NewsLocal News

Actions

Sky lantern threatens life of rare big cat in East Aurora

Hawk Creek Wildlife Center on "high-alert" after sky lantern gets into enclosure for Eurasian Lynx
Posted at 6:23 PM, Sep 19, 2019
and last updated 2019-09-19 18:23:03-04

EAST AURORA, N.Y. (WKBW) — Volunteers at the Hawk Creek Wildlife Center in East Aurora are on "high-alert" as they keep watch over a 3-year-old Eurasian Lynx named "Tracker" who they fear may have eaten metal parts from a sky lantern that got into the big cat's enclosure.

Tracker was born at Hawk Creek and is part of its education program.

Earlier this week, sky lanterns fell into Hawk Creek with one getting close enough to Tracker's enclosure that the rare cat was able to pull it in, shred it, and possibly eat some of the lantern's metal parts.

"For something to come into our center that we can't control and eventually lead to the possible death of one of our animals, is heartbreaking," said Tiffany Cimino, conservation director for Hawk Creek Wildlife Center.

If Tracker did swallow some of the metal parts, they could puncture organs such as the cat's intestines.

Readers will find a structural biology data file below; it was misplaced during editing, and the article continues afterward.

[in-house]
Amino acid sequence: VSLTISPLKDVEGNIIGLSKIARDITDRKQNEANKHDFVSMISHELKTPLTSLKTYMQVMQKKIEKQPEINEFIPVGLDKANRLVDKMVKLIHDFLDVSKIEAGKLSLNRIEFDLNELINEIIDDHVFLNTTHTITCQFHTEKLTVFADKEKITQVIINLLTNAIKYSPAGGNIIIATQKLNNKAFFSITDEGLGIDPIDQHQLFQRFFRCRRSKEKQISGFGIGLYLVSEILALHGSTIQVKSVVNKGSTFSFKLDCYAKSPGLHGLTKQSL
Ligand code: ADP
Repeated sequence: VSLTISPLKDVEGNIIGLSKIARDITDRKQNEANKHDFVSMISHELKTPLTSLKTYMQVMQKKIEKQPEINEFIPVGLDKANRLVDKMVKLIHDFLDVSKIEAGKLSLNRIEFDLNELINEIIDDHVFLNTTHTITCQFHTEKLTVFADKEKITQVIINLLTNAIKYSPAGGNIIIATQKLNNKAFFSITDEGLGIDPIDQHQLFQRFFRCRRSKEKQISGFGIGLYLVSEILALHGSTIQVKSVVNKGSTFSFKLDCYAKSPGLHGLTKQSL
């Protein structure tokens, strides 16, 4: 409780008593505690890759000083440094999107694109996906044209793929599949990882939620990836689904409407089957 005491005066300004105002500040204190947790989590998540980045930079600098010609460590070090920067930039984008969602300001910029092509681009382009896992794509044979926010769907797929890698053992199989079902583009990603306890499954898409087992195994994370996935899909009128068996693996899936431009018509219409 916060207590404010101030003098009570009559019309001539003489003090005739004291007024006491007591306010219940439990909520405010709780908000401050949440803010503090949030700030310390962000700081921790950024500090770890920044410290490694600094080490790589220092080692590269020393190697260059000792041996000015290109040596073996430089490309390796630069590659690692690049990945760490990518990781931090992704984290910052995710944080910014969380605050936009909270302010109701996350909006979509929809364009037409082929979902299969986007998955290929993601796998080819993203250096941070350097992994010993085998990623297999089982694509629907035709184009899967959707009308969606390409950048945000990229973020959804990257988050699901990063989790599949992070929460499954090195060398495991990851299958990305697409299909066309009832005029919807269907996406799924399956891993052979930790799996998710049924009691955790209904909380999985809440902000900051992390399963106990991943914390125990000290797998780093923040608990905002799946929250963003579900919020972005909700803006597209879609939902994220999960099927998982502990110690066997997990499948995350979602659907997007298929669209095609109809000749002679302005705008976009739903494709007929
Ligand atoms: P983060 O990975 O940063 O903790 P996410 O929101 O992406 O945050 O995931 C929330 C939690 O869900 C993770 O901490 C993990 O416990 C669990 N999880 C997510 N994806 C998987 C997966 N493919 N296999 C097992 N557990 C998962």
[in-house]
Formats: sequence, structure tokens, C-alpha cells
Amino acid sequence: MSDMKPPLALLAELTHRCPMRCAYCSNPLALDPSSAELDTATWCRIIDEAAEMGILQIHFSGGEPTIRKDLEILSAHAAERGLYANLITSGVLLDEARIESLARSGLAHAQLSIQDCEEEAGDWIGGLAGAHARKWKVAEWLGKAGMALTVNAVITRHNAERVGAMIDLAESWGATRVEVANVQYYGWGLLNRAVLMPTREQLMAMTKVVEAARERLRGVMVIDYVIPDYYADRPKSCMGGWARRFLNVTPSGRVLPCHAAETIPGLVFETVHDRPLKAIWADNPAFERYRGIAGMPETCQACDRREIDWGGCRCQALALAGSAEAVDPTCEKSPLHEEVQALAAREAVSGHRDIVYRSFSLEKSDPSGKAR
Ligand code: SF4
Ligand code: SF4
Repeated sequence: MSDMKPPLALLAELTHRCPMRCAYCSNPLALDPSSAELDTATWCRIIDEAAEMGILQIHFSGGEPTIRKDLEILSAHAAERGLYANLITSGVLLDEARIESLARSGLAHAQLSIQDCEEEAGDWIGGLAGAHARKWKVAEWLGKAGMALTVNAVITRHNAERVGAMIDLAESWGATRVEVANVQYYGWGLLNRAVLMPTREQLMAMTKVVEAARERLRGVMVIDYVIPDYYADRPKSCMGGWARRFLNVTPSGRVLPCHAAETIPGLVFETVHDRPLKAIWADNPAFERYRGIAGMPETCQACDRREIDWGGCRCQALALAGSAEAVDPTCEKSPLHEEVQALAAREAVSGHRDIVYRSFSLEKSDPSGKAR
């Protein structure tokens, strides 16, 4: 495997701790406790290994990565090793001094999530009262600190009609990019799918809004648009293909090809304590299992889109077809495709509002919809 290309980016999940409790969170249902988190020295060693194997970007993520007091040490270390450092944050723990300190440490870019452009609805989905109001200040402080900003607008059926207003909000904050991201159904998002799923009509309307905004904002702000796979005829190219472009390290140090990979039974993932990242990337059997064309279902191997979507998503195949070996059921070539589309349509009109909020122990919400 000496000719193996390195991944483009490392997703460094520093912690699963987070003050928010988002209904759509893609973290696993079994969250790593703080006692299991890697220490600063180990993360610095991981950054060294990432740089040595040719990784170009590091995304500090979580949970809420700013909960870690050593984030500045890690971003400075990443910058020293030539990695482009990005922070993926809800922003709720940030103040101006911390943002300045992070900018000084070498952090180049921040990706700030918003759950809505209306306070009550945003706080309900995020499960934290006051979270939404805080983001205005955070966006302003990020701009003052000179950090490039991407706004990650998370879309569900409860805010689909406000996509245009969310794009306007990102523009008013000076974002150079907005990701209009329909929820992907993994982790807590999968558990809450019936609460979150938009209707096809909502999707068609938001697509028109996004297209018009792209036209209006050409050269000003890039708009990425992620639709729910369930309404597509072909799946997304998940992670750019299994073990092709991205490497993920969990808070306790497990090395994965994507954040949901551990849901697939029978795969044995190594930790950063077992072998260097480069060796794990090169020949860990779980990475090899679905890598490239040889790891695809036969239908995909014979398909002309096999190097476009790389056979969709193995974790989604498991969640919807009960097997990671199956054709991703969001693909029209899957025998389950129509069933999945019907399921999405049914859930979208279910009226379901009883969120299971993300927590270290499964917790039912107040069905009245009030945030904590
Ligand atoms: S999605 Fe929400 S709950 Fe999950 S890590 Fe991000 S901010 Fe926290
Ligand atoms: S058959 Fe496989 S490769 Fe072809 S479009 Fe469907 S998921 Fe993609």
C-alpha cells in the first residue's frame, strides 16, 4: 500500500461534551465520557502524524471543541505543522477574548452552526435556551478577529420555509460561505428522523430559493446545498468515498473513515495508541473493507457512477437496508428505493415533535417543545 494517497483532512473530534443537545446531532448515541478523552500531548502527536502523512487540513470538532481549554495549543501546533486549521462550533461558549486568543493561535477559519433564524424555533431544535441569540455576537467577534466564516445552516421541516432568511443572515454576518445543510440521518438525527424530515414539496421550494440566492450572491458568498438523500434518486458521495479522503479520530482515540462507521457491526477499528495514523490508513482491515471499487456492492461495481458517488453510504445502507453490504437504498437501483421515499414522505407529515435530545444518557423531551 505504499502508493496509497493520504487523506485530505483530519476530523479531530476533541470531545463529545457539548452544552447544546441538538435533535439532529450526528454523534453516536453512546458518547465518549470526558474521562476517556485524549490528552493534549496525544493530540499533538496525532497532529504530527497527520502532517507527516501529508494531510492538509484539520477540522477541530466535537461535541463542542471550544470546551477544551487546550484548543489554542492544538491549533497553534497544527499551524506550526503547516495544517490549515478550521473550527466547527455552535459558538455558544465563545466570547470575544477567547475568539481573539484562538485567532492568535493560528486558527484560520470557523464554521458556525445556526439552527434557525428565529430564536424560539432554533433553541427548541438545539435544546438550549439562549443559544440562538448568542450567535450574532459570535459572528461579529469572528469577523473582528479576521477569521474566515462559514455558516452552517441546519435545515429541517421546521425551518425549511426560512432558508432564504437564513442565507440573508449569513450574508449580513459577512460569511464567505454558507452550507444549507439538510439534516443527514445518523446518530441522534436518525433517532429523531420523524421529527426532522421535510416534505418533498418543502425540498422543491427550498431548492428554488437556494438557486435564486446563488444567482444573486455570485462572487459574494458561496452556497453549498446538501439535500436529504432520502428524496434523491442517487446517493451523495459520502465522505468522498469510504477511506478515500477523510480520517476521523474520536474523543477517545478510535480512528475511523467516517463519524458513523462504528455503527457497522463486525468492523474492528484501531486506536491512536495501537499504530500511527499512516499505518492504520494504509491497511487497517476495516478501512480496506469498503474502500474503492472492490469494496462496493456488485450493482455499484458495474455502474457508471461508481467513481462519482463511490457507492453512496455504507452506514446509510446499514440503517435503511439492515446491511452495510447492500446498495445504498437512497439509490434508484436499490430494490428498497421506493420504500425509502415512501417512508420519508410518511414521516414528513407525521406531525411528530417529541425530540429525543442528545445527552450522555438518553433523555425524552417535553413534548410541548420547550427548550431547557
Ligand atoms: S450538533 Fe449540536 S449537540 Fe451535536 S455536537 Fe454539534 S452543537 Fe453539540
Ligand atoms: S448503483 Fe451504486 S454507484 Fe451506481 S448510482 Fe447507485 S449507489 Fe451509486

While surgery is possible, there is a very high risk that the lynx would not survive the operation, or a have long-term complications.

Volunteers say it will take at least another week to see if Tracker is out of danger or not.

"There should be a law because a lot of people are not educated on the dangers of these," added Cimino.

Several states, and even some countries, have banned sky lanterns (also known as Chinese lanterns and wish lanterns).

The lanterns carry a burning element that has been known to cause fires across the country.

Wind conditions can carry the lanterns for miles and they can even pose a hazard for aircraft.

Surprisingly, New York State does not ban sky lanterns, even though the Office of Fire Prevention and Control feels the lanterns violate the NYS fire code.

In 2016, there was an effort to pass legislation in the NYS Assembly that would require a "tether" on sky lanterns.

The item was referred to the Assembly's Governmental Operations Committee where local Assemblywoman Crystal Peoples-Stokes voted in favor of it.

However, the legislation has been stalled in Albany ever since.

"We can make a difference. This is one thing that we can choose not to do," said Barbara Haney from the SPCA Serving Erie County.

Haney said sky lanterns and balloon launches can severely hurt and kill wildlife because the animals don't know not to eat wires, ribbons and parts of the lantern or balloon.

Screen Shot 2019-09-19 at 4.10.29 PM.png
Balloon ribbon stuck in a duck's throat.

Both the SPCA and Hawk Creek encourage people to use more environmentally friendly tributes at weddings, memorials and other special events.

Some ideas:

  • Bubbles: They are still beautiful to watch, but not harmful to the environment.
  • Plant trees or flowers: This is a great lasting way to remember someone.
  • Float flower petals: They will look beautiful flowing downstream and won’t kill innocent animals.